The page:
Mad rush! - National Security Ministry scrambling to get 100 cars locally for police

The Ministry of National Security is scampering to secure 100 vehicles on the local market "in the shortest possible time" in the wake of an avalanche of criticism by sector groups over a failure by O'Brien's International Car Sales and Rentals Limited to deliver on a contract to supply the Jamaica Constabulary Force with 200 pre-owned vehicles.

To date, the supplier has missed the final deadline of November 24, 2017, to make good on the contractual arrangement to deliver the vehicles to the police force, having failed to hand over the cars and pick-ups within two previous deadlines.

The Gleaner visited the company at 1 Skibo Avenue in Kingston yesterday to give Clement Ebanks, managing director of O'Brien's, the opportunity to respond to concerns that emerged about the contract during a meeting of Parliament's Public Administration and Appropriations Committee (PAAC) on Wednesday.

An employee of the company told our news team that Ebanks was in office. After introducing The Gleaner team and requesting an interview with Ebanks, the employee went inside an office for a few minutes and returned, telling the news team that "Mr Ebanks was not available at this time". Pressed as to when he would be available to speak, the employee again sought a response and told our news team that "he would not be available for today".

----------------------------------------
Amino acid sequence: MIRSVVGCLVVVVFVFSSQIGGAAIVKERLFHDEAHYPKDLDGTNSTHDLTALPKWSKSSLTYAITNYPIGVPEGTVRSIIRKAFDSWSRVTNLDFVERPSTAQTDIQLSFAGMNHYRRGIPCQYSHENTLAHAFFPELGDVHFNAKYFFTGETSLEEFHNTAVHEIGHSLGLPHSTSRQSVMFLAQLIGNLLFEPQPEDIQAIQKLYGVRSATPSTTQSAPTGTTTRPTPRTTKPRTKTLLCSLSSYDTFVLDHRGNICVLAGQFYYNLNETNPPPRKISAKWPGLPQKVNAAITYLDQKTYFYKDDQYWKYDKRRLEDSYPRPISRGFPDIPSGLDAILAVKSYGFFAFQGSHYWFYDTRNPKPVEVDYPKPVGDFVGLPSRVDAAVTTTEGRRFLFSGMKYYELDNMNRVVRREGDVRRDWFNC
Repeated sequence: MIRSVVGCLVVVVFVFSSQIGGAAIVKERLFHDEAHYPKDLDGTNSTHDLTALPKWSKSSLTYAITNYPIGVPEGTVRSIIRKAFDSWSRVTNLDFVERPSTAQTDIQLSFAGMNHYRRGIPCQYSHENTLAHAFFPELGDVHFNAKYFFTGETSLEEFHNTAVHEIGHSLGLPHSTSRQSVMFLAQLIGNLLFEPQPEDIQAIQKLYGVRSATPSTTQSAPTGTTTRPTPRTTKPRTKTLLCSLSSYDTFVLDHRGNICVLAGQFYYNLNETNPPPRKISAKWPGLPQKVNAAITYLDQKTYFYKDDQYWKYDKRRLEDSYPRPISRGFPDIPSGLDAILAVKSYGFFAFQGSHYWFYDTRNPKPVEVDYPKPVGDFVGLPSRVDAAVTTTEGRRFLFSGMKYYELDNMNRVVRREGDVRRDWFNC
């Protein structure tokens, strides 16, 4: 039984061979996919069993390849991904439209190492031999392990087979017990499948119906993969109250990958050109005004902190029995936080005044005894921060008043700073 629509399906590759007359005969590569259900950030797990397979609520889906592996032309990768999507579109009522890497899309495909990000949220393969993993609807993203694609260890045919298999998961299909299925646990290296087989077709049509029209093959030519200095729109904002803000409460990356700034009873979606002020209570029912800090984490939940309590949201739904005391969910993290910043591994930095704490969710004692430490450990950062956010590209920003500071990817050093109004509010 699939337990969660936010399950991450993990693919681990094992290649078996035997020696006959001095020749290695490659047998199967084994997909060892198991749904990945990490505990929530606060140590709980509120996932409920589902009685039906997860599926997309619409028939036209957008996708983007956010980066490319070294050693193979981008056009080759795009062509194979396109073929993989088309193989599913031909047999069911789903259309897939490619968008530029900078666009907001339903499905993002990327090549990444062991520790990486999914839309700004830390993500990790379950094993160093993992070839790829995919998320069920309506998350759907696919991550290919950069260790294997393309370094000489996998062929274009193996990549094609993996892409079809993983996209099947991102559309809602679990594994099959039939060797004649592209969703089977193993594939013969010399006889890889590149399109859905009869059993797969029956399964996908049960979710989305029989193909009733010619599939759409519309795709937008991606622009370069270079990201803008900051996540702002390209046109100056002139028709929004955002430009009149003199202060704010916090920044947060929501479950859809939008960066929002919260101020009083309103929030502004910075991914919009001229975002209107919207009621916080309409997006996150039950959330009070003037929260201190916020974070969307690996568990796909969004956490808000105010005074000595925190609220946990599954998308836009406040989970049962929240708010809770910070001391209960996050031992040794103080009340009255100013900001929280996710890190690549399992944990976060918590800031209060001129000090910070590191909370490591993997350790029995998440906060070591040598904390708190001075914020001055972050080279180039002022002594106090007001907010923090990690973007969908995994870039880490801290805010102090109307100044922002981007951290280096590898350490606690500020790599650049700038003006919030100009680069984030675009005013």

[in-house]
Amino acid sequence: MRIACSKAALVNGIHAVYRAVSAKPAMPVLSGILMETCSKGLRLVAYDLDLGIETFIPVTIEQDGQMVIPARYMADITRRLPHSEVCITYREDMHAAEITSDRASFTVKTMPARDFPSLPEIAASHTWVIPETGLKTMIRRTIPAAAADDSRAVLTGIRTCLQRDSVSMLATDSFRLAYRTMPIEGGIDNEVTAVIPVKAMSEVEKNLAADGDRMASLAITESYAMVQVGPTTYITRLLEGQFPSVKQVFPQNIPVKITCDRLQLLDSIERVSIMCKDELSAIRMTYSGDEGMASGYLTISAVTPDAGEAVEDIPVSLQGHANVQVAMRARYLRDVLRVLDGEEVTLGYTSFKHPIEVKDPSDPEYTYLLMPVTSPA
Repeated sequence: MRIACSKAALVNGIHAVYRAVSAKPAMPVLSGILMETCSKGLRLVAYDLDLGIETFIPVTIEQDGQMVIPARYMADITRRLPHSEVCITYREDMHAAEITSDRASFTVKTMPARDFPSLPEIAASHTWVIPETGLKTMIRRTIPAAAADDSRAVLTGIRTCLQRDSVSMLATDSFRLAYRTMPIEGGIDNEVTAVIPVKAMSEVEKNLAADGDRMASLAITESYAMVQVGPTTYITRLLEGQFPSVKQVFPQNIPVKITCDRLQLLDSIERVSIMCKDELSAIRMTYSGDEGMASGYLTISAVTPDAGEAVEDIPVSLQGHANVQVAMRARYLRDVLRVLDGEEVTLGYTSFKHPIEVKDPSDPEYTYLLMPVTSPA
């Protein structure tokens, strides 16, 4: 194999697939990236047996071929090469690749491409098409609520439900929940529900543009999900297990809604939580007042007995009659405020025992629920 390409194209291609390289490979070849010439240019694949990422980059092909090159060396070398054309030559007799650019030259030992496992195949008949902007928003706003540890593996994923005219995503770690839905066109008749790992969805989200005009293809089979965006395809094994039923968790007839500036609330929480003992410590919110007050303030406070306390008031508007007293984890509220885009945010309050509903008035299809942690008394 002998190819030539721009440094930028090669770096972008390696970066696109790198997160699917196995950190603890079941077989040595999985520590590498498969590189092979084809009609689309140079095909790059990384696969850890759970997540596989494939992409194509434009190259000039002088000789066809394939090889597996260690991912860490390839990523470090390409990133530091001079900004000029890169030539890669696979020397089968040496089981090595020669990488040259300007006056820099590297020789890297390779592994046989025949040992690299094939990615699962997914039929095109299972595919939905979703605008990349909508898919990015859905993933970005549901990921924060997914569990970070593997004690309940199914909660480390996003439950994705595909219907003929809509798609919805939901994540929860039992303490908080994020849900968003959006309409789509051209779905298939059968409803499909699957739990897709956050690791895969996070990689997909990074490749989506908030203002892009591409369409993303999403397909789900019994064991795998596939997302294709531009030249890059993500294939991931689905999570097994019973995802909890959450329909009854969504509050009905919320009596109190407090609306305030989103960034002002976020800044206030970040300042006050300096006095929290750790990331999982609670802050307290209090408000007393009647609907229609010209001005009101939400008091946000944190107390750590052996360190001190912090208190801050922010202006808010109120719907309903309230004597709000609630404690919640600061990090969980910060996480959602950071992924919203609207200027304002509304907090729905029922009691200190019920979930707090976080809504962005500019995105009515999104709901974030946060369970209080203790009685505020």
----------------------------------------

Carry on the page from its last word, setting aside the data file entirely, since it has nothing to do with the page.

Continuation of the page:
On Wednesday, Permanent Secretary in the Ministry of National Security Dianne McIntosh told members of the PAAC that she had been informed by Jamaica Customs that 66 vehicles the company had on the wharf were released.

However, it is not clear whether the vehicles have, in fact, been released as a statement from the ministry yesterday said that 66 vehicles were still on the wharf to be cleared.

McIntosh said on Wednesday that a moratorium had been granted by Jamaica Customs so that the vehicles on the wharf could be cleared. She was unable to give details on the terms of the moratorium.

In its first review under the current Standby arrangement with the Jamaican Government, the International Monetary Fund (IMF) made it clear that discretionary tax incentives to specific sectors and business must be avoided.

BONDS ON DEMAND

At the PAAC meeting, McIntosh said that the contractor had said it could not absorb costs associated with General Consumption Tax and Special Consumption Tax and had asked the security ministry to defray the cost.

The ministry said that it was aware that the supplier had vehicles on the wharf but was of the view that it should not pay the taxes unless advised to do so by the Ministry of Finance.

However, according to guidelines received from the finance ministry, as well as legal advice, the security ministry said that it had resolved to wait before pursuing the matter of payment of duties.

In a press release yesterday, the national security ministry also indicated that it had the option of redeeming bonds on demand to recover any financial losses should O'Brien's fail to deliver the vehicles according to the contract.

According to the ministry, it currently holds a performance security bond in the sum of $42.5 million and an advanced payment security totalling $213.5 million.

O'Brien's had received a 50 per cent deposit on the contract, which converts to $213.5 million.

At the same time, Contractor General Dirk Harrison told The Gleaner yesterday that his office had been conducting an investigation into the award of a contract to O'Brien's International Car Sales and Rentals Limited. He said that the information revealed at the PAAC meeting on Wednesday would assist his office in deepening its probe.


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